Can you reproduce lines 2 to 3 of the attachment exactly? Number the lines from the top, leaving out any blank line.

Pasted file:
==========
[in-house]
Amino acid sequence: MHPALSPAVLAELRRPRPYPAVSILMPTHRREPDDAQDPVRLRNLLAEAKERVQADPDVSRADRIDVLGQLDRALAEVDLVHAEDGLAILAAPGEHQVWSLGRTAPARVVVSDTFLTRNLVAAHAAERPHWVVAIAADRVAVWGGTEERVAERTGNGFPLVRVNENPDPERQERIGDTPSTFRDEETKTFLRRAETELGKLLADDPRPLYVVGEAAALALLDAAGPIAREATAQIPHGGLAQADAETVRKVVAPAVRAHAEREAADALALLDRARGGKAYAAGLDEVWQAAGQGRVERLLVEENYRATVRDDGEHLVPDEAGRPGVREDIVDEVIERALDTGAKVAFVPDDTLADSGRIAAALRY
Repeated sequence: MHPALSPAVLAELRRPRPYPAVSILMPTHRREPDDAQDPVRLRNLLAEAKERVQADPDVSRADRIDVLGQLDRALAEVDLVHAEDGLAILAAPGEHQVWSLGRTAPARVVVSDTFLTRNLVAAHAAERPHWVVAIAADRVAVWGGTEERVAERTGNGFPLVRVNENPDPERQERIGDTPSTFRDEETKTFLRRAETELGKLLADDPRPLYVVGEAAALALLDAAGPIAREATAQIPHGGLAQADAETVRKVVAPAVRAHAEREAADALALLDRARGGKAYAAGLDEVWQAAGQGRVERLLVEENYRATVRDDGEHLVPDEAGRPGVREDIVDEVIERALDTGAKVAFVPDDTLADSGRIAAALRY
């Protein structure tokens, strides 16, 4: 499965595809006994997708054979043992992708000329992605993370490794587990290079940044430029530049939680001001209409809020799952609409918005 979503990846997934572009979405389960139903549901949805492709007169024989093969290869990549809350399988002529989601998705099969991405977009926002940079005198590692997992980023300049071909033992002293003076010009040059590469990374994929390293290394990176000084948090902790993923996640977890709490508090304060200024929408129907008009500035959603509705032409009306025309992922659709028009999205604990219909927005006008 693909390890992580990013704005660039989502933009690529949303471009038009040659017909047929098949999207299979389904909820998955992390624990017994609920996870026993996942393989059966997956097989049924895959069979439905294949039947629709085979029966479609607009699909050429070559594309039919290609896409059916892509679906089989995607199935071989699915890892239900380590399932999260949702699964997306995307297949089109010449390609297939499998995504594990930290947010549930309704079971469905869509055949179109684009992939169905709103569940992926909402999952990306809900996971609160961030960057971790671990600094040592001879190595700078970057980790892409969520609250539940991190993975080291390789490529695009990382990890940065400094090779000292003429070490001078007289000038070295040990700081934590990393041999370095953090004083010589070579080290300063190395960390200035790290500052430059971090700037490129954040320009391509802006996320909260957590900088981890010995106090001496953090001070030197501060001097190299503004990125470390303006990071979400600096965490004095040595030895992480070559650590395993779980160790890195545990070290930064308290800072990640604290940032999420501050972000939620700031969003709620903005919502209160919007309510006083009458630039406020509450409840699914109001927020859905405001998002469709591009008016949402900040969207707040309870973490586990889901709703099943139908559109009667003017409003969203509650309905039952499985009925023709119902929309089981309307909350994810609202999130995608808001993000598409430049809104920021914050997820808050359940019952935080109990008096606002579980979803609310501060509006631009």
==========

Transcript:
Amino acid sequence: MHPALSPAVLAELRRPRPYPAVSILMPTHRREPDDAQDPVRLRNLLAEAKERVQADPDVSRADRIDVLGQLDRALAEVDLVHAEDGLAILAAPGEHQVWSLGRTAPARVVVSDTFLTRNLVAAHAAERPHWVVAIAADRVAVWGGTEERVAERTGNGFPLVRVNENPDPERQERIGDTPSTFRDEETKTFLRRAETELGKLLADDPRPLYVVGEAAALALLDAAGPIAREATAQIPHGGLAQADAETVRKVVAPAVRAHAEREAADALALLDRARGGKAYAAGLDEVWQAAGQGRVERLLVEENYRATVRDDGEHLVPDEAGRPGVREDIVDEVIERALDTGAKVAFVPDDTLADSGRIAAALRY
Repeated sequence: MHPALSPAVLAELRRPRPYPAVSILMPTHRREPDDAQDPVRLRNLLAEAKERVQADPDVSRADRIDVLGQLDRALAEVDLVHAEDGLAILAAPGEHQVWSLGRTAPARVVVSDTFLTRNLVAAHAAERPHWVVAIAADRVAVWGGTEERVAERTGNGFPLVRVNENPDPERQERIGDTPSTFRDEETKTFLRRAETELGKLLADDPRPLYVVGEAAALALLDAAGPIAREATAQIPHGGLAQADAETVRKVVAPAVRAHAEREAADALALLDRARGGKAYAAGLDEVWQAAGQGRVERLLVEENYRATVRDDGEHLVPDEAGRPGVREDIVDEVIERALDTGAKVAFVPDDTLADSGRIAAALRY